The Lindy Chamberlain case is especially relevant to Kate McCann's predicament. In 1980 Lindy and Michael Chamberlain reported that their nine-week old baby, Azaria, had disappeared from their camp on a sight-seeing trip in the Northern Territory, near Ayers Rock. Ms Chamberlain told police that a dingo had just beforehand been seen leaving the family's tent. The police found her calmness – which never wavered – most suspicious. They brought a prosecution for murder, backed up by a forensic report claiming to have found elements of the baby's haemoglobin in stains discovered on a seat in the family's hatchback. On this basis, Lindy Chamberlain was convicted of murder and sentenced to life imprisonment with hard labour.
There the case rested until a few years later, when police were searching for the body of a missing British tourist, David Brett, in exactly the same area, covered with dingo lairs, where Azaria Chamberlain disappeared. They found the remains of Mr Brett; they also found something else in one of the lairs – Azaria Chamberlain's matinee jacket. This crucial piece of evidence, together with fresh doubts about the reliability of the forensics on the Chamberlains' car, led to a unanimous overturning of the original verdict – and very substantial damages being paid to the Chamberlains.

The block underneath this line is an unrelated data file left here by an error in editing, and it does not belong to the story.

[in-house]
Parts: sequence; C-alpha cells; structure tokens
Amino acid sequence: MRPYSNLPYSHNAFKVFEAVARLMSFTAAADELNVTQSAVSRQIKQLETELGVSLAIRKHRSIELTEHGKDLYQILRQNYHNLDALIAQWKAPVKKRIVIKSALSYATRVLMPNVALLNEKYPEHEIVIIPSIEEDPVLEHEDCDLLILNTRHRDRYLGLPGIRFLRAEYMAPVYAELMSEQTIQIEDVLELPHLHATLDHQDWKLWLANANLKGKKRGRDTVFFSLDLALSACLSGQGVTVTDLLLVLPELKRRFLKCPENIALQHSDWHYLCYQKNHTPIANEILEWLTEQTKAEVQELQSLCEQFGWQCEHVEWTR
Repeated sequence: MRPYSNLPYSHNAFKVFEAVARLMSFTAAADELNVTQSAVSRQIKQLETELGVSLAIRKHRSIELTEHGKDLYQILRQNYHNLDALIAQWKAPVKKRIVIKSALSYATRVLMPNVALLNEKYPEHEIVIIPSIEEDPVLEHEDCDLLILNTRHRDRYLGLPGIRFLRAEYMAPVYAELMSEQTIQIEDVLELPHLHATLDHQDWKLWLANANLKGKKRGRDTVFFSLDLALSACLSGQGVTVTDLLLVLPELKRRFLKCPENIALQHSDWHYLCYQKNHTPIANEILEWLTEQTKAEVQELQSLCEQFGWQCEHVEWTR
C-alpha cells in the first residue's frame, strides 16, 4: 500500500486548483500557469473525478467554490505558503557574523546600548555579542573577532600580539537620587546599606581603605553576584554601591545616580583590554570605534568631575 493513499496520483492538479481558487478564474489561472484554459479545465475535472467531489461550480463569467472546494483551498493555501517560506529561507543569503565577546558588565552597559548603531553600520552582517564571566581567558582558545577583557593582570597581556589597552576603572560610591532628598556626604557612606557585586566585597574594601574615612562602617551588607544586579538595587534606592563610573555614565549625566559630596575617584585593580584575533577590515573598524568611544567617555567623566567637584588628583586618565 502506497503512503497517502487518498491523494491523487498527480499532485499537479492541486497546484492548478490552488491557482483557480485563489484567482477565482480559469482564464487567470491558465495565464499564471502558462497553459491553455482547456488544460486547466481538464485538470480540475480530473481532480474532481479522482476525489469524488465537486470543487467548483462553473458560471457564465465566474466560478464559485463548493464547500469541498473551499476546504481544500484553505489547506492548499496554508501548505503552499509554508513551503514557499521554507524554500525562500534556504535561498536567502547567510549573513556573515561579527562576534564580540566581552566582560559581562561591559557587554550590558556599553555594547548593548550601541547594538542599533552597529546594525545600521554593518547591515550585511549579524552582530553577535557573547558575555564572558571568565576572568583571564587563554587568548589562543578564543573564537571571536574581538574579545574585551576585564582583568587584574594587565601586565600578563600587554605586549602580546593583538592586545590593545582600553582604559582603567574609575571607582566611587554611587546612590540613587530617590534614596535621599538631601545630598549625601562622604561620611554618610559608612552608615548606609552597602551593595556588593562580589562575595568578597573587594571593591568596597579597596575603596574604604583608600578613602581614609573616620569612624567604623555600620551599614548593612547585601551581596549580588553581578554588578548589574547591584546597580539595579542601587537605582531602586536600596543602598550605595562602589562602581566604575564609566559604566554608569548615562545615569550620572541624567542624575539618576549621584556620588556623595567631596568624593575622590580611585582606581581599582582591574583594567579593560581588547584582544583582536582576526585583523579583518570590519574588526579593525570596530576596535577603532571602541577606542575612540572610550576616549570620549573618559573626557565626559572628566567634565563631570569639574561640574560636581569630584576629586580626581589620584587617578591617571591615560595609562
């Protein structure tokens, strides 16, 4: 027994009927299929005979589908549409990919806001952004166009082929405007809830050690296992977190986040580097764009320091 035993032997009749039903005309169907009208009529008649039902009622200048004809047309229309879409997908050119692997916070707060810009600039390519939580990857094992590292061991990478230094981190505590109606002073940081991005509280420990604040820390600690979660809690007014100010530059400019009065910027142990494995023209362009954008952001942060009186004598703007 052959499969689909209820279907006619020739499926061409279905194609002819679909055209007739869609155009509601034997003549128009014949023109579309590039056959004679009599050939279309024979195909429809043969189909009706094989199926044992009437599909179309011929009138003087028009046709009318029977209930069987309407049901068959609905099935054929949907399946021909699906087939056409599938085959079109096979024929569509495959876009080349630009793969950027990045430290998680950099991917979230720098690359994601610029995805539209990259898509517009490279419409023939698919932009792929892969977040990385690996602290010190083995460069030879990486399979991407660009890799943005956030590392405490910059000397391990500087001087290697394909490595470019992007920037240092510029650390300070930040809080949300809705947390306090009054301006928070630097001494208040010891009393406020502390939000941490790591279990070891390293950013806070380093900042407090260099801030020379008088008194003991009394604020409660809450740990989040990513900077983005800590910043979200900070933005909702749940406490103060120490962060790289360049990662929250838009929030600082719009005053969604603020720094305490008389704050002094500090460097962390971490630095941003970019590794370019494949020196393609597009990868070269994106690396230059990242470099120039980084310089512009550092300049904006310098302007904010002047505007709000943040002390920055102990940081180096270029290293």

Naturally Lindy Chamberlain, like Joanne Lees, has still not been forgiven by elements in the press for her refusal to wail in public over her bereavement. For example, last October the Daily Mail's Amanda Platell wrote of Ms Lees: "I haven't seen such creepy control in a woman since Lindy Chamberlain cried 'My God, the dingo's got my baby'." Similar sneers are now being cast in the direction of Kate McCann for her cry on discovering that Madeleine was missing from her bedroom: "They've taken her!" This, apparently, is highly suspicious.
Those writers who want to persuade their most sceptical readers that Kate McCann is not the witch of their imaginations have made valiant attempts to make her cry in public – even by imagining it. Thus the Times' report of the McCanns' return to the UK described how "Mrs McCann was said by fellow passengers to have wept on the flight back." The Daily Mirror reported on its front page: "Yesterday Kate McCann sobbed as she sat alone in daughter Madeleine's pink-painted bedroom after returning to England." She obviously wasn't alone, as there seems to have been a Daily Mirror reporter in the room with her; or there wasn't, in which case the paper cannot know what Mrs McCann was doing in her daughter's "pink-painted bedroom".
As a matter of fact, I suspect the Mirror's guess was entirely accurate. How could Mrs McCann not have been convulsed with grief when she saw her daughter's bedroom again, with everything exactly the same – except for the whole point of it? Yet by trying to be sympathetic, to make Kate McCann into the woman it thinks its readers want her to be, the Daily Mirror stripped her of the very last vestige of her dignity – the right to grieve privately and in her own way. Even in this most intimate moment, the poor woman cannot escape the monstrous tyranny of synchronised sentimentality – show us yer care, Kate! – which once exalted her, and now condemns her.Reuse content